This book is an analysis of the dialectic of women’s labour and the processes of capital accumulation in Asian economies — an analysis that blends empirical research with theoretical reflections.

Indeed, one of the book’s stated aims is to examine the relationship between Marxist political and economic theories with feminism, and the author offers theoretical corrections — based on empirical data — to Marx’s and Proudhon’s theories on women’s labour and on women’s roles in society.

In this enterprise the author enlists the help of feminist theoreticians of women’s labour, especially those belonging to the so-called ‘German Feminist School’, although he is, at places, critical of them as well.
The volume participates, therefore, in the discourse around feminist (re-)interpretations of classical Marxism and is pertinent to scholarship on both theoretical disciplines.

In the garment industry
Part 2 presents descriptive and analytical studies of ‘the industrial work of women in India and Bangladesh’, focusing on women labourers in the garment industries in West Bengal in India and in Bangladesh.
While women workers in Bangladesh partake of ‘wage slavery’ in factories, their counterparts in Bengal work out of home. And this provides the context for another discussion of the ‘Thesis of Housewifization’ advanced by the German Feminist School at the end of the section.

Part 3 analyses ‘women’s role as agricultural producers’. The first chapter is typical of the way the book blends theory with field research and case studies: it looks at the actual conditions of peasant women’s labour in Bangladesh in the light of ‘developmental feminism’.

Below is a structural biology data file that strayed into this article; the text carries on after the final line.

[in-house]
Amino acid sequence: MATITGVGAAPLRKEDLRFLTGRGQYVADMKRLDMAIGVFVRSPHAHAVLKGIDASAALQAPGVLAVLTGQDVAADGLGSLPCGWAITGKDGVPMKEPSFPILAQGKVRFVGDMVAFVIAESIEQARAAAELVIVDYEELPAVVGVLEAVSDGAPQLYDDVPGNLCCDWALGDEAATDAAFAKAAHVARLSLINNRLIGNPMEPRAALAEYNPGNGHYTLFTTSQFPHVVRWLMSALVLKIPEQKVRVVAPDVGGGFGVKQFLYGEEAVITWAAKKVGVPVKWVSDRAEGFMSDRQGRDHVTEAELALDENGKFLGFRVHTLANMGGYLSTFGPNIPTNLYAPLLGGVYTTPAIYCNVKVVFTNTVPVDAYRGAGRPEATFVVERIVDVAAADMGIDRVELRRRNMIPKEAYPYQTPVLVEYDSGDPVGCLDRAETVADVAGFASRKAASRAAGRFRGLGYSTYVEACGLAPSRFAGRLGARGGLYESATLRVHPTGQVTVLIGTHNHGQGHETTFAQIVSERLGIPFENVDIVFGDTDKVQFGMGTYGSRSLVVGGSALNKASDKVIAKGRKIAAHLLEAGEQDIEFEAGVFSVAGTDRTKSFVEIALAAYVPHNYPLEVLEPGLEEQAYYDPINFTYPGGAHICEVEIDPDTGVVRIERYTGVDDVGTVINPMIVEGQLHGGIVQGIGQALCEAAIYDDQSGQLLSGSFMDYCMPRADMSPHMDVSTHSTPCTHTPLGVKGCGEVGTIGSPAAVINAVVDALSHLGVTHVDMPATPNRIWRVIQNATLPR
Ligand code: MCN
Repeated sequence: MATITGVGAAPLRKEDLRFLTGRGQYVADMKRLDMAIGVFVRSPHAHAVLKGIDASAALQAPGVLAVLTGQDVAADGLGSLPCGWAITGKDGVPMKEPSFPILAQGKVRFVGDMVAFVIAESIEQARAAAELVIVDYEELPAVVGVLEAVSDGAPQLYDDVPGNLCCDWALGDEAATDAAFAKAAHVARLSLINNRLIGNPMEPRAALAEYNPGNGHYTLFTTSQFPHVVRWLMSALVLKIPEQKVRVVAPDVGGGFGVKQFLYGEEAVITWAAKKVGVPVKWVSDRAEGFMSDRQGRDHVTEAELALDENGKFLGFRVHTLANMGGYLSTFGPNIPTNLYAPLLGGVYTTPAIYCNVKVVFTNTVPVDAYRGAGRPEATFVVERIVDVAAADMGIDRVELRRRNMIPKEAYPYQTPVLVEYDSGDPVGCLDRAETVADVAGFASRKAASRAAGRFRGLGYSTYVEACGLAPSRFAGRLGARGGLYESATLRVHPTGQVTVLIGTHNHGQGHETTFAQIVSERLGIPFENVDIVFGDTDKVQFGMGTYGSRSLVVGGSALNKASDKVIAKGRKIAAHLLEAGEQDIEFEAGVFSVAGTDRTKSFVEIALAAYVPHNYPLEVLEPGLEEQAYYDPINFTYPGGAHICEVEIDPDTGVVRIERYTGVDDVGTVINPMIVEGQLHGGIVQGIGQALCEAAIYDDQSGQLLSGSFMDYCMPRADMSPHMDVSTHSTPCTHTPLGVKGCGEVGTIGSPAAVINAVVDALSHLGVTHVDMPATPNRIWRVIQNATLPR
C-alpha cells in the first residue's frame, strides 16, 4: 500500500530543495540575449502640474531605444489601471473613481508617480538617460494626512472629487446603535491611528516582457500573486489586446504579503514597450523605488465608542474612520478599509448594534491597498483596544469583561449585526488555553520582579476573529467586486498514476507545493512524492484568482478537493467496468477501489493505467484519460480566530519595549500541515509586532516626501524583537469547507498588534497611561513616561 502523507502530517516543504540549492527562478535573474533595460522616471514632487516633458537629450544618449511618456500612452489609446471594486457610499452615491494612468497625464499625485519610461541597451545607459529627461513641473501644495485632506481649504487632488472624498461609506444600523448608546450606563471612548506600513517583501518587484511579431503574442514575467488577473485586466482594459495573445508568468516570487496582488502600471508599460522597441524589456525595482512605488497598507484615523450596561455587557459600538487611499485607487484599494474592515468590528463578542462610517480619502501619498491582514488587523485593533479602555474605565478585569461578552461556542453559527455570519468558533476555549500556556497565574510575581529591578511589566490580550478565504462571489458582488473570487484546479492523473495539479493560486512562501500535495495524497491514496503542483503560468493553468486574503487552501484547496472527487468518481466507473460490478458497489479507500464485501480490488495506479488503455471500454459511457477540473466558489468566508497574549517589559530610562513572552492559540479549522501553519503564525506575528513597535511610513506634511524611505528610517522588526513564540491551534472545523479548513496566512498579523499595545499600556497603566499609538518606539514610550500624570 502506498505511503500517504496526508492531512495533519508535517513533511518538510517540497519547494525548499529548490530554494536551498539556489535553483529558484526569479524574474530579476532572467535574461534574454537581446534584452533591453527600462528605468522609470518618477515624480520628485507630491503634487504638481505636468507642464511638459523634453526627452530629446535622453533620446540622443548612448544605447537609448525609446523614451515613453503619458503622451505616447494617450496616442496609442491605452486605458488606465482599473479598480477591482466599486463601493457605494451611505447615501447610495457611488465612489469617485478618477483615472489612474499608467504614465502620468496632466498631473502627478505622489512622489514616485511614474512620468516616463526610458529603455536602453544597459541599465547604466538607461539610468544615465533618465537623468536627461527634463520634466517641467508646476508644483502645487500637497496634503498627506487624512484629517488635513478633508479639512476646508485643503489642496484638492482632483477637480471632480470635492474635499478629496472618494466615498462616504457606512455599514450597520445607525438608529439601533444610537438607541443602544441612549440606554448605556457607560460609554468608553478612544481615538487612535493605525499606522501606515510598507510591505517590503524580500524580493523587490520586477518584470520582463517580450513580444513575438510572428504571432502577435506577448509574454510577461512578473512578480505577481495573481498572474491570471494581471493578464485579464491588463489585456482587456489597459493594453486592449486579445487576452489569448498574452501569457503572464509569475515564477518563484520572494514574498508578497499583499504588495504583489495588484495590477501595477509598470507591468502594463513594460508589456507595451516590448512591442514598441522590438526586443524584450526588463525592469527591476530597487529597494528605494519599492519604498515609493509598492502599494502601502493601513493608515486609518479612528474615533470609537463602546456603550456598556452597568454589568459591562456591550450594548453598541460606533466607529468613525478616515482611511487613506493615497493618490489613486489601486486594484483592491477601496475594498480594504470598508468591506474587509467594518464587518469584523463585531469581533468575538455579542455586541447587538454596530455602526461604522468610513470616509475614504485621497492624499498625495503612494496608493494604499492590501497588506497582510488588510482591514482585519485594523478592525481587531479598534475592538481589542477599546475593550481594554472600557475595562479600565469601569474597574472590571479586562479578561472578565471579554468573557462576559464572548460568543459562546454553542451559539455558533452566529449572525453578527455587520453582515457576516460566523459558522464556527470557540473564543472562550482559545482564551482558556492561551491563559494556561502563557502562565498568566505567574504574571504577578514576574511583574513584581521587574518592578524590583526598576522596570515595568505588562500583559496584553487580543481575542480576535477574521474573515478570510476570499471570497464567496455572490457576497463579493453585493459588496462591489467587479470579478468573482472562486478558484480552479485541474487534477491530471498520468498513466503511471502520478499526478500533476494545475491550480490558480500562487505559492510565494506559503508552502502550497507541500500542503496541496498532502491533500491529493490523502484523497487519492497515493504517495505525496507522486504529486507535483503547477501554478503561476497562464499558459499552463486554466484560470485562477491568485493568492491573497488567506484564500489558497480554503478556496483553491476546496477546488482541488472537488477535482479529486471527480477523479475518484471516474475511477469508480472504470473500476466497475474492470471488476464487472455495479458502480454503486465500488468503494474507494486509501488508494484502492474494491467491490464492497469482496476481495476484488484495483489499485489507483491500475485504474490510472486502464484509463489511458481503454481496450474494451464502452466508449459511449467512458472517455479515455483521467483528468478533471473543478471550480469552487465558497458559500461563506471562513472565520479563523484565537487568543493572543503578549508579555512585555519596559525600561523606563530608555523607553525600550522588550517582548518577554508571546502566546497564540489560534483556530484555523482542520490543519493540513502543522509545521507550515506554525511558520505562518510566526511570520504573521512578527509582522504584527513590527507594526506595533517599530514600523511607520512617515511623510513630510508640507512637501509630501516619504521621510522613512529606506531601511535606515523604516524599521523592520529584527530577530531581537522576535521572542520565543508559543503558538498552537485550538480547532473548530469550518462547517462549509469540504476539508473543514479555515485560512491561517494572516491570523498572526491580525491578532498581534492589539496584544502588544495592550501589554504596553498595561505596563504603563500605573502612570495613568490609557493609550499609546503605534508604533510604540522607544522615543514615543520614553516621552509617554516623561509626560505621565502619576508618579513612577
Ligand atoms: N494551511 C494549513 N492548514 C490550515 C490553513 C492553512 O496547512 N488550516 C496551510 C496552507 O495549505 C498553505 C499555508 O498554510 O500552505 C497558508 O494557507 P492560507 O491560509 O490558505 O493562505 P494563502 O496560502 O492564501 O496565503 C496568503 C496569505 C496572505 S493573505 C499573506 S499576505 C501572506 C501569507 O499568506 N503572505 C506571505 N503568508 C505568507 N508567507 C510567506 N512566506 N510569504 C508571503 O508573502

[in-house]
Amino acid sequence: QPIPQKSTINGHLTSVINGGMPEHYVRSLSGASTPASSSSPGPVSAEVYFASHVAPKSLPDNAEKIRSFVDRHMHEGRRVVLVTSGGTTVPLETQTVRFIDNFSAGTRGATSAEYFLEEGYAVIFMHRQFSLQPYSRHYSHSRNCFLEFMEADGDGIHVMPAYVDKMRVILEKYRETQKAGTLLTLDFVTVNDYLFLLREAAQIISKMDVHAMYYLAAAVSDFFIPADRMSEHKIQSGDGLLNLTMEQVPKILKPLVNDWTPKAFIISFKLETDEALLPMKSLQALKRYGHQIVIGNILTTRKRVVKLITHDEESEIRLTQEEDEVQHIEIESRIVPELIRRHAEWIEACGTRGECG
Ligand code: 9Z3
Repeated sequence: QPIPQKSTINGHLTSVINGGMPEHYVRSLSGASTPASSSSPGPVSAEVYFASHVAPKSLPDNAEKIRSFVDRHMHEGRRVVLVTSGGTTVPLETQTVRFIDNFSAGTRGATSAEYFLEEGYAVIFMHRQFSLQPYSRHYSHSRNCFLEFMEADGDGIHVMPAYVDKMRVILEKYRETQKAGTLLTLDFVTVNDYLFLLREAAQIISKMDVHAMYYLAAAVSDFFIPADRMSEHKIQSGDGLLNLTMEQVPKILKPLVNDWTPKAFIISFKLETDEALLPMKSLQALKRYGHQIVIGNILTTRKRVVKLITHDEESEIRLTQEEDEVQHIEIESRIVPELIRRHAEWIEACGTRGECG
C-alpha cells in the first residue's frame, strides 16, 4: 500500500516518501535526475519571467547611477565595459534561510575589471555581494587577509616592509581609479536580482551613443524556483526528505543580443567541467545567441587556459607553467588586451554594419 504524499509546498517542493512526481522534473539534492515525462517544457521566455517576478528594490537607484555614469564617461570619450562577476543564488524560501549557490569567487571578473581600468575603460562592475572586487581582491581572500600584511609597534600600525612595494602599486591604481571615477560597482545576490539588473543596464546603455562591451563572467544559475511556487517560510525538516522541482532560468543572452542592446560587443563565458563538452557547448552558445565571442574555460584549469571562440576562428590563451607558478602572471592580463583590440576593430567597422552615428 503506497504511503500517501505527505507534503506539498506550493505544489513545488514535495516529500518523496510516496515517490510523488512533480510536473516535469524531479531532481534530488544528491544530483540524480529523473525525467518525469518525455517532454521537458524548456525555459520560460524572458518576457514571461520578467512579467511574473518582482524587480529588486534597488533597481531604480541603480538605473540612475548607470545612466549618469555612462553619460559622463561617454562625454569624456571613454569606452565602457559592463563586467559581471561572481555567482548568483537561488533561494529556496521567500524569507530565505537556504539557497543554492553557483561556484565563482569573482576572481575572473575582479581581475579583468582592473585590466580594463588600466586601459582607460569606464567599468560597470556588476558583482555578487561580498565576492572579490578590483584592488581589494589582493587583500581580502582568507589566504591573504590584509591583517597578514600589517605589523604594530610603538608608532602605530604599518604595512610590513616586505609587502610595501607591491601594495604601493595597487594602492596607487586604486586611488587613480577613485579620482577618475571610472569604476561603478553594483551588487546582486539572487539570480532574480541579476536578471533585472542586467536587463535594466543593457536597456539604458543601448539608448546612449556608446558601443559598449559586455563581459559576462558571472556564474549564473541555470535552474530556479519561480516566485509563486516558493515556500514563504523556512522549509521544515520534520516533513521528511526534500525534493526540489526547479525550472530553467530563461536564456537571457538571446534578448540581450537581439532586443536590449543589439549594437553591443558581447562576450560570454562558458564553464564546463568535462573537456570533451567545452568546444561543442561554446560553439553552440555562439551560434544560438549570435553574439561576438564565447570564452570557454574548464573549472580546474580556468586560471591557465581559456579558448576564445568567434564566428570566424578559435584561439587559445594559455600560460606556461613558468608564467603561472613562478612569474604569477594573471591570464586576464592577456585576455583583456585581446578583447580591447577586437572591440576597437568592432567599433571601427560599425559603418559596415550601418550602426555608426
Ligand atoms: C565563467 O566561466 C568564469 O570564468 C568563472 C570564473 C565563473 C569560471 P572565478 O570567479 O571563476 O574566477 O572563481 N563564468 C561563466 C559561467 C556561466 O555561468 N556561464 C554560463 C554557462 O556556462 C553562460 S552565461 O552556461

The second and third chapters, however, are wholly theoretical, considering as they do first the ‘ecofeminist debate in India’, especially Vandana Shiva’s contribution to this discourse, and then, the German Feminist School’s thesis of ‘subsistence labour’.

Part 4 is given over to ‘Japanization and women’s labour’. The first chapter compares the Japanese style of management of labour with Fordism; however, the highlight of the section is the second chapter on Japanese women as a ‘vast reserve army of labour’—a chapter that discourses on the concept of surplus reserve labour under capitalism.
The third chapter is a ‘Conclusion’ to the whole book and summarises Custers’ understanding of capital accumulation in contemporary Asia.
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